Whitehorse, Yukon, Canada: New China
It’s a frigid October afternoon. I’m walking towards a Chinese restaurant suggested by Lonely Planet. About halfway there, I see about a dozen middle aged Chinese men (obviously from Mainland China based on their hairstyle and the way they wear their white collared shirts) cramming themselves into a 15-passenger van. With toothpicks in their mouths and loud, satisfying burps, I can tell that they just ate. They came out of New China, which was not my destination.
I walk by the last man to get in the van. I say hello to him in Mandarin. He replies. He assures me with a smile of confidence that the food in there is good.
New China could be any generic Chinese restaurant in the American Midwest. There are no chopsticks, just forks and knives. The place mat shows the Chinese zodiac. Soy sauce and sweet-and-sour sauce packets are crammed into bowls on the tables. The menu is entirely in English.
I order the beef noodle soup. It is rarely on the menu but is served at every Chinese restaurant in the world. Although the ingredients are always the same– noodles, vegetables, beef, broth– no two versions are alike. The entree is based on what is available locally. Here, it comes with thin, vermicelli-like, bland noodles. The beef comes sliced in bite sized pieces and is of average quality. The vegetables– broccoli, baby corn, carrots, and bok choy– are all frozen. For being out in the middle of nowhere, in Jack London country, it is a valiant effort.
The owners are a husband and wife team. The husband cooks and the wife serves. They used to work at the husband’s father’s restaurant in Alberta. On the wall is a faded picture of old papa shaking hands with a Canadian P.M. The couple are in their thirties and have two children. They are originally from Guangdong.
They chose to settle in Whitehorse over much-more-popular Vancouver because they liked the slower pace and the more genuine people of a small town. Their children are well integrated and thrive.
As I finish my meal, another customer walks in. The waitress-owner greets him with a Chinese-accented: You here for pick-up, eh?
Tapachula, Chiapas, Mexico: Tai Pe
When the Chinese immigrated to Latin America, the first city to receive them was Tapachula, near the Mexico-Guatemala frontier. The Chinese community has really blended in. They are generally short, slightly pudgy, and darker skinned. Aside from their eyes and subtle facial features, it is difficult to tell them apart from their Latino/Indian brethren.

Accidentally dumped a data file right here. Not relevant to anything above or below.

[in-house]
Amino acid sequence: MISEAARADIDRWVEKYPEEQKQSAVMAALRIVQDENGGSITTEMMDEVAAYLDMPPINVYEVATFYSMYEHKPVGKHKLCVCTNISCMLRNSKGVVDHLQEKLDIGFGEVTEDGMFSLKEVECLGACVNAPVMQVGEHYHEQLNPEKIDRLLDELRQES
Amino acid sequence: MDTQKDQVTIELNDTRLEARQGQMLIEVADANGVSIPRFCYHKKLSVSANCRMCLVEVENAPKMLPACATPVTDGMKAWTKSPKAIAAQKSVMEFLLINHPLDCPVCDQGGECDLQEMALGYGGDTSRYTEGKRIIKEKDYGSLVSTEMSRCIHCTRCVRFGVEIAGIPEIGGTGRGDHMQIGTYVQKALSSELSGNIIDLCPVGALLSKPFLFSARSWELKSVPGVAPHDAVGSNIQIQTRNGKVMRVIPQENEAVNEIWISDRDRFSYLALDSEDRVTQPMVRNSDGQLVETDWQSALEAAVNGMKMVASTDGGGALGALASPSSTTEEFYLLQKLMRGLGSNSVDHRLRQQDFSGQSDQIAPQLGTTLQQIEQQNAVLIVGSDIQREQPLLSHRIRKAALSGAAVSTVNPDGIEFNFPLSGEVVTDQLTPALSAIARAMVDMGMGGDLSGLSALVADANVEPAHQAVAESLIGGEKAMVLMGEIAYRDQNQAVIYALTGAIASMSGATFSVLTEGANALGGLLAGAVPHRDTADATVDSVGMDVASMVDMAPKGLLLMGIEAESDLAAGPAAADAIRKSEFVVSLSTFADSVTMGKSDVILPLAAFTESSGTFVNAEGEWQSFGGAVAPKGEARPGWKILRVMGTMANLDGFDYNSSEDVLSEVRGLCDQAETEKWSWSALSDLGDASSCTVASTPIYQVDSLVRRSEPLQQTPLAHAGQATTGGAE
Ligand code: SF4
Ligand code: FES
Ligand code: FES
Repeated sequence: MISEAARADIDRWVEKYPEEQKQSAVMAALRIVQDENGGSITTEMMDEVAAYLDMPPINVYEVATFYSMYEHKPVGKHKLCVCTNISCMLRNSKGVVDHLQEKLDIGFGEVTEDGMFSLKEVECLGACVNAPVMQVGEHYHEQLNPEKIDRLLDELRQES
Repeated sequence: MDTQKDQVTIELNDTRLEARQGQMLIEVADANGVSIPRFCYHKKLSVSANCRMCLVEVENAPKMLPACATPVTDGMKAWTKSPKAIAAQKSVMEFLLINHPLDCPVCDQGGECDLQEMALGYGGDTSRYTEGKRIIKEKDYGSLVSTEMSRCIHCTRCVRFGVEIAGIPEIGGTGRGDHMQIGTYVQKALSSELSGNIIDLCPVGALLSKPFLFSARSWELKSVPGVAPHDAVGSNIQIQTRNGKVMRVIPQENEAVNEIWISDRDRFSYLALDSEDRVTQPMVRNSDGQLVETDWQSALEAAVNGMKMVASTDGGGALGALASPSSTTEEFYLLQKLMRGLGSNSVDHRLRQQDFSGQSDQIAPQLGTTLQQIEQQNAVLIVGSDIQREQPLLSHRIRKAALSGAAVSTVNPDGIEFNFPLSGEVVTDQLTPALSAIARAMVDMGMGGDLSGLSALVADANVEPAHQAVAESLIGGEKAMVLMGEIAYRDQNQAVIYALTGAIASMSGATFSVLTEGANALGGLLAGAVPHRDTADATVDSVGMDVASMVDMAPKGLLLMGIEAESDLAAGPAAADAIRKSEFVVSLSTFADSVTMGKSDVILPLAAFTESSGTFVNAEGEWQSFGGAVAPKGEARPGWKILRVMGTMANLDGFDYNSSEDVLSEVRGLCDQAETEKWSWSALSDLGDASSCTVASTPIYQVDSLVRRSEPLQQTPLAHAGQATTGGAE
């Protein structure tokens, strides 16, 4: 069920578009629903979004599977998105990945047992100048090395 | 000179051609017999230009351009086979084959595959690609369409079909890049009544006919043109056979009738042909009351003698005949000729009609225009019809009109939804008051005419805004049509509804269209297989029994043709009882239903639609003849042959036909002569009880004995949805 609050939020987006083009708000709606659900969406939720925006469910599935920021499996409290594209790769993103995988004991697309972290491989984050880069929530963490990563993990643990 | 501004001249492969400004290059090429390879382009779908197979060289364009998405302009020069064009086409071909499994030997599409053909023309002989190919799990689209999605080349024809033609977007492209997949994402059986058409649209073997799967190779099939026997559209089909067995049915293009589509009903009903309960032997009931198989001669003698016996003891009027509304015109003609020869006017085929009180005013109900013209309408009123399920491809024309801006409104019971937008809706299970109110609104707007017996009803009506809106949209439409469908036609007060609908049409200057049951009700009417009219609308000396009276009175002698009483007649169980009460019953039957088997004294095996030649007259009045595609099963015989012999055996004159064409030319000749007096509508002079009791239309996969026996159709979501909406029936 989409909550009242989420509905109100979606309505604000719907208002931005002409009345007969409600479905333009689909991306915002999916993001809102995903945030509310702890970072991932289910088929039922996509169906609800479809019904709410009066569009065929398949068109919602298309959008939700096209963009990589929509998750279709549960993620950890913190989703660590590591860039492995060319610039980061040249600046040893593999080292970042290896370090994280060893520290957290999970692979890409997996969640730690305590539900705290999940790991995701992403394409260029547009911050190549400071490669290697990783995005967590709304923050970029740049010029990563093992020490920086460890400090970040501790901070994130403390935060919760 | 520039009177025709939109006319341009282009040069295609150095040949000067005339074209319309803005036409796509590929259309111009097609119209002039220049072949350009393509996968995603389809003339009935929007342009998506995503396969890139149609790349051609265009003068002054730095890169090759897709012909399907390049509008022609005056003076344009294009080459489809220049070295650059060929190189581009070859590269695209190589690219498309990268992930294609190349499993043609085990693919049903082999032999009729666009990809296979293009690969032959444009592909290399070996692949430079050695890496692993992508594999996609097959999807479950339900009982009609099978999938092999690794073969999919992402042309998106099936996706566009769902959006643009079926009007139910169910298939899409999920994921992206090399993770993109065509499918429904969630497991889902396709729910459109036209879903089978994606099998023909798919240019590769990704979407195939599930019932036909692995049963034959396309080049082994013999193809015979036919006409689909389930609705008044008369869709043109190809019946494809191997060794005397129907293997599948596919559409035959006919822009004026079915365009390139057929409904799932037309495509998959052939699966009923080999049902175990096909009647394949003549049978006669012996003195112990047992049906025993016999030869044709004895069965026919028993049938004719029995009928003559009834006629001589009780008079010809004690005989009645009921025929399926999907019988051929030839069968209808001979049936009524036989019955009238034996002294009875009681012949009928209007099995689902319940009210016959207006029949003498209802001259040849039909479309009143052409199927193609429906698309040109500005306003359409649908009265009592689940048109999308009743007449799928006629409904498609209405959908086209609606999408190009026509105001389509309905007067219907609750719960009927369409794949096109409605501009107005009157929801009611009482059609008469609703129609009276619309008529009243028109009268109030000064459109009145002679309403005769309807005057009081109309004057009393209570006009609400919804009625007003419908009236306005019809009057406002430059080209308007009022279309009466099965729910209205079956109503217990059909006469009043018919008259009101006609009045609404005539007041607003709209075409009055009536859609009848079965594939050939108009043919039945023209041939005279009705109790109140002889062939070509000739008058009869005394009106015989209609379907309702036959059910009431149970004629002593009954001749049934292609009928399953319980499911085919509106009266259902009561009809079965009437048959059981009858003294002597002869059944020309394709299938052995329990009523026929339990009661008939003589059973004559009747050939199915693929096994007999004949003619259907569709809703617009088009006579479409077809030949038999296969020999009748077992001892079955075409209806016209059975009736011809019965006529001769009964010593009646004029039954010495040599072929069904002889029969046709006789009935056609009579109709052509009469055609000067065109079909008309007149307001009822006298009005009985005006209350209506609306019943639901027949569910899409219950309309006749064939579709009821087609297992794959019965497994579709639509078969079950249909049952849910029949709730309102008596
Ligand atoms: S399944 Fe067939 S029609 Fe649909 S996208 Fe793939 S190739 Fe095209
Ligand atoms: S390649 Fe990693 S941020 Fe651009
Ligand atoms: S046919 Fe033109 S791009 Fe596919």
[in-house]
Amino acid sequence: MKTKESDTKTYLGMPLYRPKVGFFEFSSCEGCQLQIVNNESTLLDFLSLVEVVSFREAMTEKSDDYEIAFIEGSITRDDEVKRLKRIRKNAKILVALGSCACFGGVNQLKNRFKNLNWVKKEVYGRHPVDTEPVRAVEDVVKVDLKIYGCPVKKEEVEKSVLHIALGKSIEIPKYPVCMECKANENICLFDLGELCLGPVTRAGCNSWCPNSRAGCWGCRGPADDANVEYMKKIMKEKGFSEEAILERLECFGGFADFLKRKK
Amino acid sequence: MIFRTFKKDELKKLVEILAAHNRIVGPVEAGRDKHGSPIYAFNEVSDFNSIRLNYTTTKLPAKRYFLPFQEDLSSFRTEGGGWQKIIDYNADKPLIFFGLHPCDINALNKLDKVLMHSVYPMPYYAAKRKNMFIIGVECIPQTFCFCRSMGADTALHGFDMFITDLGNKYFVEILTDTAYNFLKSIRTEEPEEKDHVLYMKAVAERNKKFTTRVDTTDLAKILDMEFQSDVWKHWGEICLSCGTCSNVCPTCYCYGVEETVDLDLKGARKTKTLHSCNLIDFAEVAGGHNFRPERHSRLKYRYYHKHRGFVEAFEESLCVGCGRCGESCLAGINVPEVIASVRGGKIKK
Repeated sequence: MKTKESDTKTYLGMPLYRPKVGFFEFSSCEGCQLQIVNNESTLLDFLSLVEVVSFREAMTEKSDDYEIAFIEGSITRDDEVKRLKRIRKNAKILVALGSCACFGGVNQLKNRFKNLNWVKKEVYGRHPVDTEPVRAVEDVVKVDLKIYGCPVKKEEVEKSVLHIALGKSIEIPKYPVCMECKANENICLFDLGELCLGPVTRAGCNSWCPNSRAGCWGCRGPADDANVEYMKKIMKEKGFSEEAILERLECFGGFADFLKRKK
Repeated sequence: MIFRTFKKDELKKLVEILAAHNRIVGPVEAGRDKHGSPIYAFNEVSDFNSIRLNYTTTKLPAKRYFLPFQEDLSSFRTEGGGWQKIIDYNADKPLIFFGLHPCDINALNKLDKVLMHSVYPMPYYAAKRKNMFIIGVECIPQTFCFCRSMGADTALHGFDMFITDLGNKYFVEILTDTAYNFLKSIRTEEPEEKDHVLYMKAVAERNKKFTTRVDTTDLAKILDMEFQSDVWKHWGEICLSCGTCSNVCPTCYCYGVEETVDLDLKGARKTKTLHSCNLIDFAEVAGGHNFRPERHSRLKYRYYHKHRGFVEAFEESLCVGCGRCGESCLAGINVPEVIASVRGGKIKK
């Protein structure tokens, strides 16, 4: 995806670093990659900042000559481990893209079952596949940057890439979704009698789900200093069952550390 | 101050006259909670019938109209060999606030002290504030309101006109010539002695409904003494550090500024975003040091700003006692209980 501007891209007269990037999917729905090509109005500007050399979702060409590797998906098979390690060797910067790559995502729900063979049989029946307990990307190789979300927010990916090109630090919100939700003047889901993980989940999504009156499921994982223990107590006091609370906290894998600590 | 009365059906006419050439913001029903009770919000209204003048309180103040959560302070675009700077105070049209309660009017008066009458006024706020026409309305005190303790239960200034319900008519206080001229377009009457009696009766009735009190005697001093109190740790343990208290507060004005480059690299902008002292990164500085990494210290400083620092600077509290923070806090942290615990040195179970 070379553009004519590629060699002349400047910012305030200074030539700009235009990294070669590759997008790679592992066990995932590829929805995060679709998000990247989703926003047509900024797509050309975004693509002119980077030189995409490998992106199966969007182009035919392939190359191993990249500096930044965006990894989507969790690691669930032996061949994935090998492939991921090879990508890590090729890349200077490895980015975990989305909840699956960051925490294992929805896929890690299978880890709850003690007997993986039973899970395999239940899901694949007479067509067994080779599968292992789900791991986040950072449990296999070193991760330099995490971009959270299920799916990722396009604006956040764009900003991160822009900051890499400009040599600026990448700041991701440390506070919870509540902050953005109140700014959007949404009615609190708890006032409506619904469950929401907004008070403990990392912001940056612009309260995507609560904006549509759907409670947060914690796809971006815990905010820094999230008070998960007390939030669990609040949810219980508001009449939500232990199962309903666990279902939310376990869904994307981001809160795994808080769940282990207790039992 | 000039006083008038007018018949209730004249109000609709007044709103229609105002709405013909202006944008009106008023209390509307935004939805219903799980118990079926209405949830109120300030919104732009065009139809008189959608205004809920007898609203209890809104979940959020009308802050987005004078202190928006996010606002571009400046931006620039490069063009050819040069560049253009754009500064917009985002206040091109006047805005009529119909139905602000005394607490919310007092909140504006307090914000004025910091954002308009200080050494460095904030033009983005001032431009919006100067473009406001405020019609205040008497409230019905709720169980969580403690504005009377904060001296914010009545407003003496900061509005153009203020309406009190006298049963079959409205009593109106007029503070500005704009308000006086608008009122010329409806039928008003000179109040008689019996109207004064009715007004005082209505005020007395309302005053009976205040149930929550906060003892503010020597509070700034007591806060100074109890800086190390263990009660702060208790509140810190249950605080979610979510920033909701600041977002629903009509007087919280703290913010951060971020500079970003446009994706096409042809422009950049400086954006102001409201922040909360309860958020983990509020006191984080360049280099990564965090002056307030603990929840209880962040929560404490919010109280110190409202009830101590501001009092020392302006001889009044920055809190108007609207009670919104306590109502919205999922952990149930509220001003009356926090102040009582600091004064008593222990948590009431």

I open the phone book and see a lot of Chinese restaurants to choose from– Yan-Yan, Confucio, Tai Pe, Bambu, Kam Long, Long Yin (to name just a few). They all offer “autentica comida china“. I choose Tai Pe (named after the largest city in Taiwan, Taipei) because I want to see if it offers oyster omelets.* It does not.
I arrive at high noon. The facade is bright red and has a pagoda motif. The Chinese characters on the sign outside are poorly written, as if drawn by Scooby Doo animators in that Chinatown episode. Very inautentico. The front half of the restaurant is open air. Under the oppressive heat and humidity, I move to the back half, which is sealed tight and air conditioned.
There are about a dozen tables with white plastic beach chairs. On the tables are soy sauce, toothpicks, salt (with a lot of rice mixed in to avoid clumping), and Bufalo Jalapeño Salsa. Two young Mexican men make up the entire waitstaff. One of the them has a Dodgers jersey. I never quite figured out whether any Chinese people worked there.
The menu is a long sheet of paper. Like many American sushi places, I pencil in check marks next to the items I want. There are a lot of mystery entrees, including “Chop”, “Kai Tian”, “Sopa Esp. con Hondo de oro y Tall.”, and “Kai Kiu”.
I order a beer. It comes with a plate of salt and lime wedges. I then order the combination fried rice (arroz frito especial). The portion is certainly big, but I hardly recognize it. The tiny pieces of chicken, beef, pork, and shrimp are almost burnt to a crisp. The rice, originally white, is brown from the soy sauce and overcooking. It looks and tastes similar to the fried rice I had at a San Francisco Bay Area Chinese restaurant with a large Latino clientele.
I pour the jalapeño salsa on my rice. It is still bland. As I eat, I admire the Japanese prints on the walls. There are also several Chinese countryside paintings, signed by the artist Teresa Delgado. She must be a local.
* Oyster omelets, or oh-ah-jian, is a popular dish in Taiwan. It was born out of necessity. During a siege by the Dutch, the locals collected the only provisions on hand– eggs, oysters, and potato starch– et voila!
Image source: Maxichamp